Institute Research Fellow becomes a National Geographic Society Emerging Explorer
Dr Daniel Streicker, a Wellcome Trust/Royal Society Sir Henry Dale Fellow, joins a group of 14 inspiring trailblazers from around the world in the National Geographic Society Emerging Explorers programme. The programme recognises and supports gifted and inspiring adventurers, scientists and innovators—all early in their careers—whose achievements are making a difference in the world.
“Our Emerging Explorers are inspiring young visionaries and innovators who will help lead a new age of discovery,” – Terry Garcia, National Geographic’s chief science and exploration officer.
A member of both the Institute of Biodiversity, Animal Health & Comparative Medicine and the MRC-University of Glasgow Centre for Virus Research, Dr Streicker’s research focuses on the evolution and disease ecology of viruses associated with bats. Working between Glasgow and Peru, Dr Streicker and his group focus on rabies in vampire bats with the aim to understand how, when and where viruses jump from one species to another—between species of bat, and from bats to livestock and humans. The research will help researchers anticipate future disease outbreaks and to develop a scientific basis for disease control.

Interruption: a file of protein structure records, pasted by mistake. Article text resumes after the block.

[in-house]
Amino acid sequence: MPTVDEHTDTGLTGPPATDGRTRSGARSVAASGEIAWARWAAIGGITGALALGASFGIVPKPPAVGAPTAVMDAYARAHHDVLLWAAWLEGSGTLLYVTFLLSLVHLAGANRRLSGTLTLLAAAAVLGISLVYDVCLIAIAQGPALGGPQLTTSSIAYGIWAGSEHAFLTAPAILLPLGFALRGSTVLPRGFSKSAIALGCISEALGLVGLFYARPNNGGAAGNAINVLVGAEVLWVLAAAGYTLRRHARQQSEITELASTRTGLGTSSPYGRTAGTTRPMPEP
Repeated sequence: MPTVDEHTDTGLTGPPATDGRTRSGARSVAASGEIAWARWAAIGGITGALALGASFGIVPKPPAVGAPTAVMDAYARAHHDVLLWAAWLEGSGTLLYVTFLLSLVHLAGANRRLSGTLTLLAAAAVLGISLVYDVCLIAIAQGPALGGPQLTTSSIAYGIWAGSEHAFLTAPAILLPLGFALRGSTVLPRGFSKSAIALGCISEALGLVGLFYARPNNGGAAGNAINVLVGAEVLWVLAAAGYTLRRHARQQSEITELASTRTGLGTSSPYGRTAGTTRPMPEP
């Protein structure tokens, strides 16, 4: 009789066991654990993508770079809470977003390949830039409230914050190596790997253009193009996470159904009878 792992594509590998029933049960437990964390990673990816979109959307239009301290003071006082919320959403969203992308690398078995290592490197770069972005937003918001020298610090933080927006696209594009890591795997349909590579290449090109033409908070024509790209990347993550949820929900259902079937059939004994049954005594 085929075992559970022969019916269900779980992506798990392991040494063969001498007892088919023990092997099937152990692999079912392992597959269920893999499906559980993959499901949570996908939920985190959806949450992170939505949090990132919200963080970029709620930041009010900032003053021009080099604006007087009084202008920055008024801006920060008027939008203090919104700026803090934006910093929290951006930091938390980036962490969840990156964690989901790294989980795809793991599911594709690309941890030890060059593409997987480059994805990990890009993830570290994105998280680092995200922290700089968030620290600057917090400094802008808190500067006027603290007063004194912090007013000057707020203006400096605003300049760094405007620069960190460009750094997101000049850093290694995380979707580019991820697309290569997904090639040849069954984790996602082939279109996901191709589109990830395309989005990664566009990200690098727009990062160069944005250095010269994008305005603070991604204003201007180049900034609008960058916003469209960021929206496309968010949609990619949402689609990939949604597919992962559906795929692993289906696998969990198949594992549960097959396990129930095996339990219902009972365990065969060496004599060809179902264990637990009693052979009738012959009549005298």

Each Emerging Explorer receives a $10,000 award, to support their continuing research and exploration. The awards are being presented during the annual National Geographic Society’s Explorers Symposium taking place in Washington DC this week.
Watch Daniel's talk:
National Geographic relies on a network of experts who nominate new candidates each year. Candidates are not notified that they’ve been nominated, so when Dr Streicker received an email saying he’d been selected it came as something of a surprise, ‘I almost deleted it without reading. It’s not too often that you get a totally unsolicited and unexpected email saying that you won an award.’
Thinking about how he might use the money Dr Streicker said, ‘In the last few months I have been building collaborations with new partners in Peru, and a lot of ideas for small projects have come from that. I think these kinds of flexible funds would be great to support those projects and get Peruvian students and assistants more actively involved.’
As the latest member of the National Geographic family of explorers, we look forward to seeing and hearing more about Dr Streicker’s research in the field through the National Geographic media.
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Earlier this year Dr Streicker was profiled in a Researcher Spotlight feature on the Wellcome Trust blog, and in 2013 was the winner of the Science & SciLifeLab Prize for Young Scientists for his work on the transmission of the vampire bat rabies virus in Peru.
First published: 9 June 2015